Bethwaite set many world records over the 1950-56 period using
"Wright" radio control equipment. In 1958 he moved to Sydney,
where the lack of suitable flying spaces led him to the field of
sailboats, where he has made many significant contributions. In
2000, he was awarded the Award of Australia for Experiment and
Francis Dewar Bethwaite, DFC, OAM
Born 26th May 1920, Wanganui, NZ.
1931 - '36 Wanganui
1936 - '39 Read aeronautical engineering.
Built and sailed racing dinghies
Designed, built and flew model
aircraft. Member IGMAA
Learned to fly
1940 Joined RNZAF
1940 - 42 Flying training
1942 - 43 Test pilot
1943 - 45
Three tours operations. Squadron Leader, DFC
1946 - 1959 TEAL
(Air New Zealand), Captain.
1959 - 1968 Director, Flight
Operations, CSIRO's Cloud Seeding Experiments.
1968 - Founded
Starboard Products P/L, Sydney (now called Bethwaite Design).
Recreational and Personal.
1946 app Established the North Shore Model Aeroplane Club. Key
members-Don Wilson, Kevin Williams, Brian Foster.
1946 - 1958 Council member NZMAA, various positions. Key people
- Walter Read, President; Les Mayn, Sec; Freddie Macdonald, Patron
and general encourager.
1948 Represented New Zealand in person, at the 1948 Wakefield
competition at Cranfield, UK.
1951 - 1953 Models proxied at World Championships for Nordic A2
(1951,53) and Wakefield (1952,53)
1950 - 1956 "Long Project". Using radical own-design models and
techniques and Les Wright designed Radio equipment, culminating in
World Endurance Records:
07 Jan 53 R/C Glider 1 hr 09 min
May 54 R/C Glider 2 hr 00 min
30 Jan 55 R/C Power 3 hr 02 min
17 Apr 55 R/C Glider 3 hr 28 min
02 Apr 56 R/C Glider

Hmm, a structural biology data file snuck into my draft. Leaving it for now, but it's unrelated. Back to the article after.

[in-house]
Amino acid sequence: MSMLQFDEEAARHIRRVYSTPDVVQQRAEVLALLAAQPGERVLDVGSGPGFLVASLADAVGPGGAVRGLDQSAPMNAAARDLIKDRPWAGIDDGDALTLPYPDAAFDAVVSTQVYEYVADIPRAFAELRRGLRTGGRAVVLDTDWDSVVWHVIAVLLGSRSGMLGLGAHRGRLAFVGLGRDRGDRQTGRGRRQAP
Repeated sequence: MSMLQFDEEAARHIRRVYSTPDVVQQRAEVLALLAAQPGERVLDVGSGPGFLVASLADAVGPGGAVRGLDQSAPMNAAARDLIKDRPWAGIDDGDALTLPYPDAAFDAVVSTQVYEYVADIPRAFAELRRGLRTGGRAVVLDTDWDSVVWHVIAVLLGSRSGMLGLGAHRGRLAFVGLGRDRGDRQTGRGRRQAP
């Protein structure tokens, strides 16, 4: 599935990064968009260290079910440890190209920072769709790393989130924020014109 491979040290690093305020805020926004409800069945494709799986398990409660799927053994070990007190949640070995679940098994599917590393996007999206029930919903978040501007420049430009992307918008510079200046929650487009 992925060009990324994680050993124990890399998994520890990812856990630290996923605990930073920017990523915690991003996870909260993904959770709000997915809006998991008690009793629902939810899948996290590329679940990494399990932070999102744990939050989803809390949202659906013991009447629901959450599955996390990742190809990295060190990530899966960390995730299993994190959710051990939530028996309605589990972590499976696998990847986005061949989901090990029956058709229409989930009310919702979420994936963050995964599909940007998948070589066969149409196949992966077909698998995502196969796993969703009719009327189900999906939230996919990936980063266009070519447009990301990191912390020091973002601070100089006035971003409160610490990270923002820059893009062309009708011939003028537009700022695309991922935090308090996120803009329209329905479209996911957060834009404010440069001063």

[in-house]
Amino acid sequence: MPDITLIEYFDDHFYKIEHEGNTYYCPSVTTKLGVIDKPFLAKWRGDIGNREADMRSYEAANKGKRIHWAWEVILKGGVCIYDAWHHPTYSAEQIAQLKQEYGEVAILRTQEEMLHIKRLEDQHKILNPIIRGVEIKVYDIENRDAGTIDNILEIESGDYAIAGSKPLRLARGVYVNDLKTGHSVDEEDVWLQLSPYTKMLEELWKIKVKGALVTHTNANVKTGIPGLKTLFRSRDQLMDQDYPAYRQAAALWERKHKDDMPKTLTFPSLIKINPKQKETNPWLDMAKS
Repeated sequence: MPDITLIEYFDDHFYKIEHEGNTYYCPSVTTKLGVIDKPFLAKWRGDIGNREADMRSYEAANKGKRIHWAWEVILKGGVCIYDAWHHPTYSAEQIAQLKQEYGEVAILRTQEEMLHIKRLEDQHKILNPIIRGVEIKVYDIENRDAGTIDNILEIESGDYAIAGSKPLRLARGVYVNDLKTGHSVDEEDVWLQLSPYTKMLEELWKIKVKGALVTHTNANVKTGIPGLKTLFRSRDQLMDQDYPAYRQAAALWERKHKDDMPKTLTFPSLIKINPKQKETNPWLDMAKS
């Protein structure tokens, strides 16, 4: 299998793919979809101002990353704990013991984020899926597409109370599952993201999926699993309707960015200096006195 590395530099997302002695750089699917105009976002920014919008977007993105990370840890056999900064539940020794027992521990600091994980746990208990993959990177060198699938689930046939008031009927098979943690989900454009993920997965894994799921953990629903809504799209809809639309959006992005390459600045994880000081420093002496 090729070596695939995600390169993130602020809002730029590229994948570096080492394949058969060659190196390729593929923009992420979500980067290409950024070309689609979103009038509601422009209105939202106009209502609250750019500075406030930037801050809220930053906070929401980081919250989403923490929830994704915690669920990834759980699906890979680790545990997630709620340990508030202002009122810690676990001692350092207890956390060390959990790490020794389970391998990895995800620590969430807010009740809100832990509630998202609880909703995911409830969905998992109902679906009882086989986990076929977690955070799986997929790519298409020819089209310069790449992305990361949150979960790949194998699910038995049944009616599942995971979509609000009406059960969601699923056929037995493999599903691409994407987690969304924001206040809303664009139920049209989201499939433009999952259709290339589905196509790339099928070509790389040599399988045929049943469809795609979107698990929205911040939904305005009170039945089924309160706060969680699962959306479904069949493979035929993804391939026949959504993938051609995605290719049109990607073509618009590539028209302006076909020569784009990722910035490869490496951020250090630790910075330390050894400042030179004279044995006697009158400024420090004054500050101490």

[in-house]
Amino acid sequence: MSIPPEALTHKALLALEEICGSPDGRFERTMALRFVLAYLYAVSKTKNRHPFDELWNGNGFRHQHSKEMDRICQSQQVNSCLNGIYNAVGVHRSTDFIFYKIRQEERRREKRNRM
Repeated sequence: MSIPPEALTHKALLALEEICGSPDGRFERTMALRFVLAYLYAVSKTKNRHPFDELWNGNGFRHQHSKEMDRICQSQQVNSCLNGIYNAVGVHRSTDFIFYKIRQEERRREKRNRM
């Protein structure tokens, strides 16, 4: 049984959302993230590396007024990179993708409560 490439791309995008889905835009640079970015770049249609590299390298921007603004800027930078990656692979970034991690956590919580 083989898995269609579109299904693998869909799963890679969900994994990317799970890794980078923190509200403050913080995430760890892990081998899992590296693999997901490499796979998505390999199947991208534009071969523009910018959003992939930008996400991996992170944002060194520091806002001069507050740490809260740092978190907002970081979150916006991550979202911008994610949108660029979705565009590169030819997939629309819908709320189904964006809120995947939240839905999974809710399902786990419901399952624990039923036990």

7 hr 37 min
1956 - 58 Developed reliable radio control model flying boats.
End '58 Moved to Sydney. No room for free-flight or R/C models,
so reverted to high performance sailboats, which are simply model
aircraft that float.
2000 Awarded Order of Australia for experiment and design.
Frank enjoyed the technical challenges of model aircraft and
appreciates the very close association between model aircraft and
sailboats. All that happened because space constraints in Sydney
precluded further work with model aircraft, so he turned back to
sailboats, and studied their properties with the same care. Many
of the key elements - detail drag reduction, achieving laminar
flow in critical areas, the small-scale structure of wind, the
different wind patterns - all had their origins in his model work.
For this reason he regards his work with model aircraft and his
work with light sailboats as a continuum of the same area of
study, primarily low speed aerodynamic properties of thin flexible
aerofoils in unsteady flow. In both areas diligent research yields
significant results. His younger son, who now runs his company,
"Bethwaite Design", has inherited this conviction from him.